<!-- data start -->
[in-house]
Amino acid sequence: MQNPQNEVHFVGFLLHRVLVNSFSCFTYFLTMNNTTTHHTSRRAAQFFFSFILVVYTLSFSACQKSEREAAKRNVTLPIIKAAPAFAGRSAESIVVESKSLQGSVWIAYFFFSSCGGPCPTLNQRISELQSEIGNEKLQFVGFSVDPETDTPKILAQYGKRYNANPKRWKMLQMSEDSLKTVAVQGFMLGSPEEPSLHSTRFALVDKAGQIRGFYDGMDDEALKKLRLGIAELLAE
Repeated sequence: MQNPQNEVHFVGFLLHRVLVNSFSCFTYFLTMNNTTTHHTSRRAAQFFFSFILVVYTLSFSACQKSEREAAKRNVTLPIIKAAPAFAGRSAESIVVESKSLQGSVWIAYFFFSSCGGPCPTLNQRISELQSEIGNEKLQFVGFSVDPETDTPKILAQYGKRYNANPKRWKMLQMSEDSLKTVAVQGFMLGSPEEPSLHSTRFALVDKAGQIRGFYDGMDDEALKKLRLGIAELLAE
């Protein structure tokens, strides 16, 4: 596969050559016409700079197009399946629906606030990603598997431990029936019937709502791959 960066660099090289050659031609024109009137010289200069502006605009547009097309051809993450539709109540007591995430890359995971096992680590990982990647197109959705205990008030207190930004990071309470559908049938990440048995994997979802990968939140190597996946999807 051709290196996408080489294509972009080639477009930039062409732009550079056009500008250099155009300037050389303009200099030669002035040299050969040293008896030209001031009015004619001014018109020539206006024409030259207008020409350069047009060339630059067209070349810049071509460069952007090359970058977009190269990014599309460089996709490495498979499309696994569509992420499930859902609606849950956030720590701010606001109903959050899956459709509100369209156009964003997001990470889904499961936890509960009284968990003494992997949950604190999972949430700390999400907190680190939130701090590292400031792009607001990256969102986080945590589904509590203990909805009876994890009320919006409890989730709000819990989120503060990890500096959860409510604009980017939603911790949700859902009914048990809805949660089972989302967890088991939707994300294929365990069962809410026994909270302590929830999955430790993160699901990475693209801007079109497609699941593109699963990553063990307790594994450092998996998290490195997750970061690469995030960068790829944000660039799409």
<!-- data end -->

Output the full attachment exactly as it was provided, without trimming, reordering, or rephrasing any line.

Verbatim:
[in-house]
Amino acid sequence: MQNPQNEVHFVGFLLHRVLVNSFSCFTYFLTMNNTTTHHTSRRAAQFFFSFILVVYTLSFSACQKSEREAAKRNVTLPIIKAAPAFAGRSAESIVVESKSLQGSVWIAYFFFSSCGGPCPTLNQRISELQSEIGNEKLQFVGFSVDPETDTPKILAQYGKRYNANPKRWKMLQMSEDSLKTVAVQGFMLGSPEEPSLHSTRFALVDKAGQIRGFYDGMDDEALKKLRLGIAELLAE
Repeated sequence: MQNPQNEVHFVGFLLHRVLVNSFSCFTYFLTMNNTTTHHTSRRAAQFFFSFILVVYTLSFSACQKSEREAAKRNVTLPIIKAAPAFAGRSAESIVVESKSLQGSVWIAYFFFSSCGGPCPTLNQRISELQSEIGNEKLQFVGFSVDPETDTPKILAQYGKRYNANPKRWKMLQMSEDSLKTVAVQGFMLGSPEEPSLHSTRFALVDKAGQIRGFYDGMDDEALKKLRLGIAELLAE
């Protein structure tokens, strides 16, 4: 596969050559016409700079197009399946629906606030990603598997431990029936019937709502791959 960066660099090289050659031609024109009137010289200069502006605009547009097309051809993450539709109540007591995430890359995971096992680590990982990647197109959705205990008030207190930004990071309470559908049938990440048995994997979802990968939140190597996946999807 051709290196996408080489294509972009080639477009930039062409732009550079056009500008250099155009300037050389303009200099030669002035040299050969040293008896030209001031009015004619001014018109020539206006024409030259207008020409350069047009060339630059067209070349810049071509460069952007090359970058977009190269990014599309460089996709490495498979499309696994569509992420499930859902609606849950956030720590701010606001109903959050899956459709509100369209156009964003997001990470889904499961936890509960009284968990003494992997949950604190999972949430700390999400907190680190939130701090590292400031792009607001990256969102986080945590589904509590203990909805009876994890009320919006409890989730709000819990989120503060990890500096959860409510604009980017939603911790949700859902009914048990809805949660089972989302967890088991939707994300294929365990069962809410026994909270302590929830999955430790993160699901990475693209801007079109497609699941593109699963990553063990307790594994450092998996998290490195997750970061690469995030960068790829944000660039799409």